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Jack Smith

A partisan of the printed page spurns the embrace of an audio-visual future

February 26, 1987|JACK SMITH

Albert R. Hibbs, the famous voice of the Jet Propulsion Laboratory's space shots and a space scientist of the first water, has sent me a disturbing letter.

Not a letter, exactly. A message. A message on a tape recorder cassette.

He sent me a cassette instead of a typewritten or handwritten letter to demonstrate his point. His point is that reading and writing will soon be things of the past.

We have all been afraid of that, ever since the dawn of television. But Hibbs' prophecy isn't cynical. He thinks we should embrace the audio-visual future.

His tape begins: "Hello, Jack. This is Al and this is a letter."

I might as well say now that to be able to quote from Hibbs' letter, to study it, to see it whole, to pick out its most important parts, I had first to transcribe it into print. I put the tape in my portable recorder and played it back, meanwhile trying to keep up with the words on my computer. His words came faster than I could type them. I had to keep rewinding the tape to pick up something that had gone past me. Transcribing the entire message took 35 minutes. Then I printed it out and now I have it before me, in readable form.

If Hibbs had typed it in the first place it would have saved me a lot of work. (Soon enough, I suppose, it will be possible to print out directly from a voice alone.)

He says his message was inspired by my column on Ambrose Bierce and his book "Write It Right," in which Bierce says that "the main purpose of this book is to teach precision in writing."

Hibbs says Bierce should have said "precision in the use of language, written or oral."

"I hope my suggestion is not trivial," Hibbs says, "and it does indeed bear on the existence of tape recorders and the quite reasonable prediction that in the decades ahead they will become much simpler and ubiquitous."

Hibbs points out that for 1,500 years, literature was stored primarily in memory and the art of memory was very important. Then, when writing was invented, and later, printing, memory was no longer essential, so it became a virtue.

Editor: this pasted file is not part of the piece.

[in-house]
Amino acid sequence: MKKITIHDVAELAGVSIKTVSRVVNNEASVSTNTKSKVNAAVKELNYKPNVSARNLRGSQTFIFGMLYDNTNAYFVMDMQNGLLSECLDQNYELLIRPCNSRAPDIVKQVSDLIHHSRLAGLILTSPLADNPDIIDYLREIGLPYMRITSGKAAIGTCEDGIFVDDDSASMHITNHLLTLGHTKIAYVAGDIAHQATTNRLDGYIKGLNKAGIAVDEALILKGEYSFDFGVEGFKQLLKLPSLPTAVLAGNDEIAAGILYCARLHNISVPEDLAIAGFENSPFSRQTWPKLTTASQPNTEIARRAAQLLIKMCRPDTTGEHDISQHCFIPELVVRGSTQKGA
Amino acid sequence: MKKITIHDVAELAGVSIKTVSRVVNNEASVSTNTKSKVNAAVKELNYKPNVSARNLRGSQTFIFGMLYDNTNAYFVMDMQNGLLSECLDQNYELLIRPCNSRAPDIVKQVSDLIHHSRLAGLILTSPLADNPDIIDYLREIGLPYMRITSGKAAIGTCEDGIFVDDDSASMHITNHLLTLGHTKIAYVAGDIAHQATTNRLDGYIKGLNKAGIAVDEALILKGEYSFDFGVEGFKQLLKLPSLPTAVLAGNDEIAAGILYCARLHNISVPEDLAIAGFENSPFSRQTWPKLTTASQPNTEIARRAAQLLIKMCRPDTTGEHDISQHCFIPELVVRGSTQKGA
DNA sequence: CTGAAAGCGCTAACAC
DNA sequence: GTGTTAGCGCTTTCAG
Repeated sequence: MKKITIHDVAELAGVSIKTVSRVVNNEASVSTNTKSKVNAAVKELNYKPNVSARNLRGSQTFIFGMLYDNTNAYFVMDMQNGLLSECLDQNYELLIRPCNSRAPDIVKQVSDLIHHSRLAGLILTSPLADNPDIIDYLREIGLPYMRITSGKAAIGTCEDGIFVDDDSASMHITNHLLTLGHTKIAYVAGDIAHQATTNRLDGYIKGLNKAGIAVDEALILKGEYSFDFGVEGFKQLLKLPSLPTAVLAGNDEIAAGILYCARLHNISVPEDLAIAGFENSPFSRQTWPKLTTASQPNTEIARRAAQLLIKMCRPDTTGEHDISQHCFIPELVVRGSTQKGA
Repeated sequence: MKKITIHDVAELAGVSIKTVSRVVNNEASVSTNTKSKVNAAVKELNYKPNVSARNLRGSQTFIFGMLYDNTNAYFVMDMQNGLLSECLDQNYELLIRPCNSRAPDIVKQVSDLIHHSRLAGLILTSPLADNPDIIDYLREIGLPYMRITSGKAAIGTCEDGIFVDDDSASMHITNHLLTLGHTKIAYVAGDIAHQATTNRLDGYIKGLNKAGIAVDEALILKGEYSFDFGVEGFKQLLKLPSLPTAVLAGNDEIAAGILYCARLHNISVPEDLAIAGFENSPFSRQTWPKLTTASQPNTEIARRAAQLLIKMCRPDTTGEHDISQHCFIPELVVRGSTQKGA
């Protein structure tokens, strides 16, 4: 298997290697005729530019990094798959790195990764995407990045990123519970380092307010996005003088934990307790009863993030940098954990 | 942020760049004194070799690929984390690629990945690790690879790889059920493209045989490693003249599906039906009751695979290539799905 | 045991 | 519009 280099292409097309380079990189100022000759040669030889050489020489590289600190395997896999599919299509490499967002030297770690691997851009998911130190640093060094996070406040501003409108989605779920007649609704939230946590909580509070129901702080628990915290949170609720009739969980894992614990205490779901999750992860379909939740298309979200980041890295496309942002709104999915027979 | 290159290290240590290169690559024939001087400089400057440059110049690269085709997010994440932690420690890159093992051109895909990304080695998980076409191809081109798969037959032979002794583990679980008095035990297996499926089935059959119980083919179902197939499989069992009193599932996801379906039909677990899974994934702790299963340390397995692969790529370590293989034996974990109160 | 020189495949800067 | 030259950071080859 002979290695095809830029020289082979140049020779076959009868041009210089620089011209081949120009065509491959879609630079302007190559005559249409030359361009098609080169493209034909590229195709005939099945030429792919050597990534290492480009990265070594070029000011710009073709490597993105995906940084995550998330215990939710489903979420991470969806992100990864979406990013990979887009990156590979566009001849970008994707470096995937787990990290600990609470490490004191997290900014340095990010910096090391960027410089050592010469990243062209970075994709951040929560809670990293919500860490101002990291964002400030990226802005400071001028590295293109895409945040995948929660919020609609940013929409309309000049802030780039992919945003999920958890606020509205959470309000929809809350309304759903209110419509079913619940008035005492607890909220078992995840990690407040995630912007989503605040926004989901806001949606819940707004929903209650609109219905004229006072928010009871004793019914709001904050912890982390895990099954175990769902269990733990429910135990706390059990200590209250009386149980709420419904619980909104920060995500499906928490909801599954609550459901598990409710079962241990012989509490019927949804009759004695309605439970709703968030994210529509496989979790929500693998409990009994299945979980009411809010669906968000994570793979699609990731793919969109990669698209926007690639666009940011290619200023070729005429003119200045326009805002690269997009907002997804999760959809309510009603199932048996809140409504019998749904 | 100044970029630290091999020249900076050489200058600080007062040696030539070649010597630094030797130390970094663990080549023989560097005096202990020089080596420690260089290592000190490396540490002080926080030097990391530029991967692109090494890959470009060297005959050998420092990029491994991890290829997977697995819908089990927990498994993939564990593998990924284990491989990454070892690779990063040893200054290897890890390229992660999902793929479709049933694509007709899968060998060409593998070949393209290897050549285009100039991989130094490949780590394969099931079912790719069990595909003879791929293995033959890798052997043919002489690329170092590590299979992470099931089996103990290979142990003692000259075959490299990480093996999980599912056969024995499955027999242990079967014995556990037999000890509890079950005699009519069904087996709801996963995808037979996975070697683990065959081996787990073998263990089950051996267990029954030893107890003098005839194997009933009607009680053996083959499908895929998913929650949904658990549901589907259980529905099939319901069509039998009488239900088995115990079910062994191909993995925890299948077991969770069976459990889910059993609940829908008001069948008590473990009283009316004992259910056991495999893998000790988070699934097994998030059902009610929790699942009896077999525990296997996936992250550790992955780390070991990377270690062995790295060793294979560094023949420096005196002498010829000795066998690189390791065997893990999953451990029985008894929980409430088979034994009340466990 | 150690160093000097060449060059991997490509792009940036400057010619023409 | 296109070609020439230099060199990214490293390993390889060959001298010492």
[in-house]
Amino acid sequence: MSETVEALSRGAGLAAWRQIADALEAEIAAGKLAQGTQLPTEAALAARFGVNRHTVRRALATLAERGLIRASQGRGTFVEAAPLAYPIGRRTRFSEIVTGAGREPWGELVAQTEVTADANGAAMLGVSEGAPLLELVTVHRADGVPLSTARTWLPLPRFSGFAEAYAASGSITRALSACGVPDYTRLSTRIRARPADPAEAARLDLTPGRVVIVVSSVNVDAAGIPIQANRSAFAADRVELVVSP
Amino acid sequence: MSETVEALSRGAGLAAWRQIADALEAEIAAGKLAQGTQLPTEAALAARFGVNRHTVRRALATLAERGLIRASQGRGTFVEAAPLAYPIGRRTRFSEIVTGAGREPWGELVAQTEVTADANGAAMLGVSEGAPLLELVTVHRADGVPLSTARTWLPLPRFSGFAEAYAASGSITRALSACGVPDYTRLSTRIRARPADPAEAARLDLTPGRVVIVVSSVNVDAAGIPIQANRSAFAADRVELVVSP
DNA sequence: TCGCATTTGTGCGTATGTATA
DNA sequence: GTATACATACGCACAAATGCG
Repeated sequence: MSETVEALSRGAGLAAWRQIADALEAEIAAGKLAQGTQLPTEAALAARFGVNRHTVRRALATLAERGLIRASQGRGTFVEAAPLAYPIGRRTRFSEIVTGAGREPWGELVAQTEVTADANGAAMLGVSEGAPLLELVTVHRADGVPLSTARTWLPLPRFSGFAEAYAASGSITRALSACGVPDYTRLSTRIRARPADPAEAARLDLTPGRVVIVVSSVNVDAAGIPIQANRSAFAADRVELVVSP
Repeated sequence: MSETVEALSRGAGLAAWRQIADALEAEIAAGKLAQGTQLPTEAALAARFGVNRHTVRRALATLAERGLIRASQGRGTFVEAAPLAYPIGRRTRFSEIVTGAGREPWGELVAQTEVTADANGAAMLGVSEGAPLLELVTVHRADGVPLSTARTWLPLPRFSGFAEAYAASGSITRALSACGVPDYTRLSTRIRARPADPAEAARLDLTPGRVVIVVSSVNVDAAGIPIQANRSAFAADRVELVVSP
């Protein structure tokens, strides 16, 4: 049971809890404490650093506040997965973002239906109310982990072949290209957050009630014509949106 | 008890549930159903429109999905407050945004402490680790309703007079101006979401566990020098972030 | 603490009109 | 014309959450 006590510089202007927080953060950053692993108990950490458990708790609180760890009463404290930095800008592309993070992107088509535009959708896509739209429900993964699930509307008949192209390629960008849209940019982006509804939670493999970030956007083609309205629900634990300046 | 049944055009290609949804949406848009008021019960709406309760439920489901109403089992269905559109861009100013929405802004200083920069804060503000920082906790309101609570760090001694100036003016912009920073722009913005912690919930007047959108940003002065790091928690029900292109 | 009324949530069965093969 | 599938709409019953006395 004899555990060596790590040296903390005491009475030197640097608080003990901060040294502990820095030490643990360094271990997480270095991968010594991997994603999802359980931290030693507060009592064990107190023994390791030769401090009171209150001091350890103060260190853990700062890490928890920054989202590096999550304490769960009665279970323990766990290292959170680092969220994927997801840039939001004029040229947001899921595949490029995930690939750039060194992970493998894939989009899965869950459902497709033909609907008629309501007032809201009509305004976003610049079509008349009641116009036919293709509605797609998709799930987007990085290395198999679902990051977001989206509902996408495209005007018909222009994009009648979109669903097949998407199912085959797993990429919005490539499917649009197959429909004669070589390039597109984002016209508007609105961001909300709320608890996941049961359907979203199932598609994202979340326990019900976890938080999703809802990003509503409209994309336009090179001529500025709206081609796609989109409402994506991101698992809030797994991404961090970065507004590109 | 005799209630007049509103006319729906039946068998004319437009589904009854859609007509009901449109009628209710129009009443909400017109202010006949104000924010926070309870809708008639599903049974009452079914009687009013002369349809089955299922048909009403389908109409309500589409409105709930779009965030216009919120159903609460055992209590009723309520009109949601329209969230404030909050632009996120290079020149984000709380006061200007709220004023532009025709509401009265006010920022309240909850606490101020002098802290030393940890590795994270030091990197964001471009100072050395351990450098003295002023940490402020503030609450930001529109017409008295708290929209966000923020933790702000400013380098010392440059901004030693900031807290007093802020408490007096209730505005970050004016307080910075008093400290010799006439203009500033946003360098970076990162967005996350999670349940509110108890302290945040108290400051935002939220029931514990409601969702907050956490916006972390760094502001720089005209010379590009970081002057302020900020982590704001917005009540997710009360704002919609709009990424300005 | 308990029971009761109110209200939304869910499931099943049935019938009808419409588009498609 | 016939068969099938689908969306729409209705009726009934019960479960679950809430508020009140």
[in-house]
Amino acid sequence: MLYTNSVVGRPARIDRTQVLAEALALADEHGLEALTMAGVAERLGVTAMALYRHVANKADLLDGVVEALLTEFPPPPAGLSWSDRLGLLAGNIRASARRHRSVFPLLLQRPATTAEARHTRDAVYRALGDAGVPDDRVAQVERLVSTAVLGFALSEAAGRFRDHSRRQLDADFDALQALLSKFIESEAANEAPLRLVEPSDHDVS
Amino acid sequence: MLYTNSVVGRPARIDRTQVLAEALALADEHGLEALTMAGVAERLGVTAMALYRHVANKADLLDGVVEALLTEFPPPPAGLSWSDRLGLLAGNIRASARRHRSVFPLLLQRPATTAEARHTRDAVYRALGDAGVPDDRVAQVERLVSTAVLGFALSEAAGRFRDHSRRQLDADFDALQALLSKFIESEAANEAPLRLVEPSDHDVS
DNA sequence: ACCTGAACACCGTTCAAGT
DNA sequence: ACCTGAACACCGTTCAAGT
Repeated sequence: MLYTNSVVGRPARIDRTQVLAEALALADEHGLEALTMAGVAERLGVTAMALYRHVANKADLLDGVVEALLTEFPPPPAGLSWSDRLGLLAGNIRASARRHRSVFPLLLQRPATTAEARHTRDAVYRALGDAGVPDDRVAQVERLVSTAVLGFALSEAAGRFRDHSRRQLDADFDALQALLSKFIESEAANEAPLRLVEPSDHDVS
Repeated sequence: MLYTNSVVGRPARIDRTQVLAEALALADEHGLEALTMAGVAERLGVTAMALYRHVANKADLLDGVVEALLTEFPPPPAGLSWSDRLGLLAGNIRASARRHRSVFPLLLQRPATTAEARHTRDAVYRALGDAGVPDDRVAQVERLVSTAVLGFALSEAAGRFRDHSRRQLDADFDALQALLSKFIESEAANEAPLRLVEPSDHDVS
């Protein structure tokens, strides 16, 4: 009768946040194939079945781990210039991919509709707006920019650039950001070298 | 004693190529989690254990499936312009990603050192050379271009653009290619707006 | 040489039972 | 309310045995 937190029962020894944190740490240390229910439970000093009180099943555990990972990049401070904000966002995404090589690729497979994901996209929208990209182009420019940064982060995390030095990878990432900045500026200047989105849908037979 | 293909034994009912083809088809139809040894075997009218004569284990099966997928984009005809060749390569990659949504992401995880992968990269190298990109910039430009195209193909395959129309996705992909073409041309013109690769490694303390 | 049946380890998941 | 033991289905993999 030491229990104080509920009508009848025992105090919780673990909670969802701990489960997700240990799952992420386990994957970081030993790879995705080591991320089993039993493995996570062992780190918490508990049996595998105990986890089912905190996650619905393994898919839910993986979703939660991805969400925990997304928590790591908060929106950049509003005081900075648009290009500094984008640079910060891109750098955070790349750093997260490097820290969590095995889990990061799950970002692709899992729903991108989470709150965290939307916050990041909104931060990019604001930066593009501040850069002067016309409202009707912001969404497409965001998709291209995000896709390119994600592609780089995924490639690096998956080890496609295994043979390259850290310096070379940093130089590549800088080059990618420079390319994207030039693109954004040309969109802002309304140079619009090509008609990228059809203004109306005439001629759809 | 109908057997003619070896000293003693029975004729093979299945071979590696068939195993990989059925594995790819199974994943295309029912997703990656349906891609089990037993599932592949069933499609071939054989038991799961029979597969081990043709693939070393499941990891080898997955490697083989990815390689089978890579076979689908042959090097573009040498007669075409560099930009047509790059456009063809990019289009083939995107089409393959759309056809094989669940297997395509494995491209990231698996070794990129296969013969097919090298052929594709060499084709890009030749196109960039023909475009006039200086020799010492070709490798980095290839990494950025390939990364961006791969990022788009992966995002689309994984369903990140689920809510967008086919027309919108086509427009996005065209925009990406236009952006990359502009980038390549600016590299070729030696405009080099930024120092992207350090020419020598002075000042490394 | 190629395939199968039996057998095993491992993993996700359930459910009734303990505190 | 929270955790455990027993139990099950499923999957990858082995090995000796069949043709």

"Is that same thing going to happen to reading and writing?" Hibbs asks. "Are we going to fall into the same trap that grabbed our medieval ancestors (as to memory), and promote reading and writing when such skills are practically useless? Or could we start now teaching our young people the art of speaking and listening?"

I had a feeling right then that Hibbs and I were riding off in opposite directions.

"What about books?" he asks. "Are they going to become useless too? Probably. One might point out that reading is much quicker than listening, but we have not yet paid any attention to the potential art of speed-listening, assisted by computers which only give us the syllables we need in rapid fire order so we can listen and comprehend a document just as rapidly as we could read and comprehend it. . . ."

And here Hibbs makes a shocking suggestion:

"I certainly do have the feeling . . . that educators, do-gooders and politicians are extolling the virtues of reading and writing and condemning the amount of time that children spend watching TV without really considering that they may be backing the wrong horse, and . . . playing a dirty trick on our young people."

At this point I hear wails of protest from the many dedicated teachers who are working overtime, at low pay, to try to teach their students how to read and write. What higher goal could there be? Is literacy to become merely the ability to speed-listen?

Hibbs says: "There have been and are now, TV programs, that show the power of that medium for education and the transmission of ideas; perhaps some of the energy spent on promoting reading and writing would be better used in improving radio and television. . . ."

Hibbs says that in the early 1960s a friend of his, a mathematician at Rand, ran for the Santa Monica school board, on a platform advocating serious changes in the way mathematics was taught in the early grades. He argued that by the time these children went into college or the work force, they would have "these little things they hold in their hand" to calculate all kinds of routine arithmetic, so memorizing the results would be "a total waste of time."

"He said that understanding the processes of mathematics is really understanding the manipulation of symbols; you move symbols around and do different things with them in order to come up with a new idea that you hadn't thought of before.

"He said that one of the kinds of symbols that students were already familiar with is words, and the rules to move them about and manipulate them are called grammar . . . and he hoped to persuade the populace and the school board to increase the amount of time spent in studying grammar and decrease the time spend on memorizing multiplication tables. He lost the election."

Hibbs concludes: "I hope that perhaps some such board candidate will come along and say decrease the time spent on reading and writing and instead, teach the students how to watch television. Think that will happen?"

Is that heresy or is that vision?

I recently spent 14 1/2 torpid hours in front of our TV watching the miniseries "Amerika."

Believe me, I'd have been better off memorizing my multiplication tables.

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